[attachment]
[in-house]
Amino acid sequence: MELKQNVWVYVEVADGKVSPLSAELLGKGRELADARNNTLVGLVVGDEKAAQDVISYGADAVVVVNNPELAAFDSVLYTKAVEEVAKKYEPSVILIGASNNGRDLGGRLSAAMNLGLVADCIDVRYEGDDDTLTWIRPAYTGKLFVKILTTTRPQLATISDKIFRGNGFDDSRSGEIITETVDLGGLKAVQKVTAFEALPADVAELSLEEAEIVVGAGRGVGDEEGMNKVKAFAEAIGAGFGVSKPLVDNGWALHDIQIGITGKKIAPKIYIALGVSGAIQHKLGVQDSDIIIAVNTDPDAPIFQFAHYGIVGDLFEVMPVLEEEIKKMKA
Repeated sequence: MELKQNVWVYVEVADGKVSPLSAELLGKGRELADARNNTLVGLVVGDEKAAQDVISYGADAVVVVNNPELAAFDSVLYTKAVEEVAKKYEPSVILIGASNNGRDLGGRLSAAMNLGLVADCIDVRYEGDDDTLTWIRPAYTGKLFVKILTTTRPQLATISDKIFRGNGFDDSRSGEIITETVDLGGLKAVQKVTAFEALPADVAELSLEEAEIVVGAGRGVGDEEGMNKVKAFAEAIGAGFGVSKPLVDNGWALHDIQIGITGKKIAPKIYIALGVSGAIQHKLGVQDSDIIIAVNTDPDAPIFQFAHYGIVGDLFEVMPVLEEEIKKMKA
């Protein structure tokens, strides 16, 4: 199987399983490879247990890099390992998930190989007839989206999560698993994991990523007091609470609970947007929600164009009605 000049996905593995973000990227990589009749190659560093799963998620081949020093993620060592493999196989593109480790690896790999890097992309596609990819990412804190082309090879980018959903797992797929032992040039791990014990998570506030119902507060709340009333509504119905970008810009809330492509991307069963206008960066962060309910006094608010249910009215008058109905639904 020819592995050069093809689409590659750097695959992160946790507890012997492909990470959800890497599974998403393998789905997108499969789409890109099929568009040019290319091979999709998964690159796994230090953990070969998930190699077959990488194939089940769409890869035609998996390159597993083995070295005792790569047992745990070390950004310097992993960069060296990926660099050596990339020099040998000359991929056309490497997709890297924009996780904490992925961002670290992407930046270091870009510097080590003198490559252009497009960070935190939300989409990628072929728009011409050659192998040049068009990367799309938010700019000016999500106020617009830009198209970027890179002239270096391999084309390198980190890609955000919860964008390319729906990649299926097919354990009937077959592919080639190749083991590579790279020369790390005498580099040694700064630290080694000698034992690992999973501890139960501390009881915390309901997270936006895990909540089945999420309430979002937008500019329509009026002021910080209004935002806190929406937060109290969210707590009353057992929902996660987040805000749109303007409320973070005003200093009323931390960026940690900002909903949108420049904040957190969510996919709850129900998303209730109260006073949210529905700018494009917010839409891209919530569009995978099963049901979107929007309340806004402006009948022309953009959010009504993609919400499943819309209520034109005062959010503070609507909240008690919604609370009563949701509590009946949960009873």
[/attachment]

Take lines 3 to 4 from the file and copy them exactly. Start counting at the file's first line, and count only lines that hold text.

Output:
Repeated sequence: MELKQNVWVYVEVADGKVSPLSAELLGKGRELADARNNTLVGLVVGDEKAAQDVISYGADAVVVVNNPELAAFDSVLYTKAVEEVAKKYEPSVILIGASNNGRDLGGRLSAAMNLGLVADCIDVRYEGDDDTLTWIRPAYTGKLFVKILTTTRPQLATISDKIFRGNGFDDSRSGEIITETVDLGGLKAVQKVTAFEALPADVAELSLEEAEIVVGAGRGVGDEEGMNKVKAFAEAIGAGFGVSKPLVDNGWALHDIQIGITGKKIAPKIYIALGVSGAIQHKLGVQDSDIIIAVNTDPDAPIFQFAHYGIVGDLFEVMPVLEEEIKKMKA
């Protein structure tokens, strides 16, 4: 199987399983490879247990890099390992998930190989007839989206999560698993994991990523007091609470609970947007929600164009009605 000049996905593995973000990227990589009749190659560093799963998620081949020093993620060592493999196989593109480790690896790999890097992309596609990819990412804190082309090879980018959903797992797929032992040039791990014990998570506030119902507060709340009333509504119905970008810009809330492509991307069963206008960066962060309910006094608010249910009215008058109905639904 020819592995050069093809689409590659750097695959992160946790507890012997492909990470959800890497599974998403393998789905997108499969789409890109099929568009040019290319091979999709998964690159796994230090953990070969998930190699077959990488194939089940769409890869035609998996390159597993083995070295005792790569047992745990070390950004310097992993960069060296990926660099050596990339020099040998000359991929056309490497997709890297924009996780904490992925961002670290992407930046270091870009510097080590003198490559252009497009960070935190939300989409990628072929728009011409050659192998040049068009990367799309938010700019000016999500106020617009830009198209970027890179002239270096391999084309390198980190890609955000919860964008390319729906990649299926097919354990009937077959592919080639190749083991590579790279020369790390005498580099040694700064630290080694000698034992690992999973501890139960501390009881915390309901997270936006895990909540089945999420309430979002937008500019329509009026002021910080209004935002806190929406937060109290969210707590009353057992929902996660987040805000749109303007409320973070005003200093009323931390960026940690900002909903949108420049904040957190969510996919709850129900998303209730109260006073949210529905700018494009917010839409891209919530569009995978099963049901979107929007309340806004402006009948022309953009959010009504993609919400499943819309209520034109005062959010503070609507909240008690919604609370009563949701509590009946949960009873």